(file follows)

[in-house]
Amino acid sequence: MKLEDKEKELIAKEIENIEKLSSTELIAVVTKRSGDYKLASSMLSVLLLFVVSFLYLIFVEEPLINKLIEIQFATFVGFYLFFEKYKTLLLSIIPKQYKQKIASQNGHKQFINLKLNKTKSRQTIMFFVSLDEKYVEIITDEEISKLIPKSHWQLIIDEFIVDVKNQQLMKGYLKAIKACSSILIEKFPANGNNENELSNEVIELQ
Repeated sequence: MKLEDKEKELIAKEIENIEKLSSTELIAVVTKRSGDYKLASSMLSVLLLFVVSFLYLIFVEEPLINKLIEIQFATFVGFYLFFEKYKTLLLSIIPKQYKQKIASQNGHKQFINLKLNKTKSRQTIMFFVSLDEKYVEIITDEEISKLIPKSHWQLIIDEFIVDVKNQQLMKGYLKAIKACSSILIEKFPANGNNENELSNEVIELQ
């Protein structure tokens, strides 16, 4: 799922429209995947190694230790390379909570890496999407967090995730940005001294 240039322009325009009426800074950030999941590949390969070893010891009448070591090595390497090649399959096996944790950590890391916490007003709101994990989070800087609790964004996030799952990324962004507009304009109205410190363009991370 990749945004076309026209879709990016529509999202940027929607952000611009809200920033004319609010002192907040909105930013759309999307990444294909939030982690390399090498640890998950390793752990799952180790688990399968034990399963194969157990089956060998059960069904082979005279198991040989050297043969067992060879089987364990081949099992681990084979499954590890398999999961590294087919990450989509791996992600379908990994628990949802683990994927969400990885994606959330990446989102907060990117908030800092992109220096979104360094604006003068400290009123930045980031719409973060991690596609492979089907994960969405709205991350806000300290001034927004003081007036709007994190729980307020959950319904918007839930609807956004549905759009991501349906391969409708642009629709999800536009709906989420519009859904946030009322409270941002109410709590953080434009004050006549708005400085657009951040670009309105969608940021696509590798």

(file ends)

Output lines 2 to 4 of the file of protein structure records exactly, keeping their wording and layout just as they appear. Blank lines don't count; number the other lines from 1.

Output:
Amino acid sequence: MKLEDKEKELIAKEIENIEKLSSTELIAVVTKRSGDYKLASSMLSVLLLFVVSFLYLIFVEEPLINKLIEIQFATFVGFYLFFEKYKTLLLSIIPKQYKQKIASQNGHKQFINLKLNKTKSRQTIMFFVSLDEKYVEIITDEEISKLIPKSHWQLIIDEFIVDVKNQQLMKGYLKAIKACSSILIEKFPANGNNENELSNEVIELQ
Repeated sequence: MKLEDKEKELIAKEIENIEKLSSTELIAVVTKRSGDYKLASSMLSVLLLFVVSFLYLIFVEEPLINKLIEIQFATFVGFYLFFEKYKTLLLSIIPKQYKQKIASQNGHKQFINLKLNKTKSRQTIMFFVSLDEKYVEIITDEEISKLIPKSHWQLIIDEFIVDVKNQQLMKGYLKAIKACSSILIEKFPANGNNENELSNEVIELQ
């Protein structure tokens, strides 16, 4: 799922429209995947190694230790390379909570890496999407967090995730940005001294 240039322009325009009426800074950030999941590949390969070893010891009448070591090595390497090649399959096996944790950590890391916490007003709101994990989070800087609790964004996030799952990324962004507009304009109205410190363009991370 990749945004076309026209879709990016529509999202940027929607952000611009809200920033004319609010002192907040909105930013759309999307990444294909939030982690390399090498640890998950390793752990799952180790688990399968034990399963194969157990089956060998059960069904082979005279198991040989050297043969067992060879089987364990081949099992681990084979499954590890398999999961590294087919990450989509791996992600379908990994628990949802683990994927969400990885994606959330990446989102907060990117908030800092992109220096979104360094604006003068400290009123930045980031719409973060991690596609492979089907994960969405709205991350806000300290001034927004003081007036709007994190729980307020959950319904918007839930609807956004549905759009991501349906391969409708642009629709999800536009709906989420519009859904946030009322409270941002109410709590953080434009004050006549708005400085657009951040670009309105969608940021696509590798």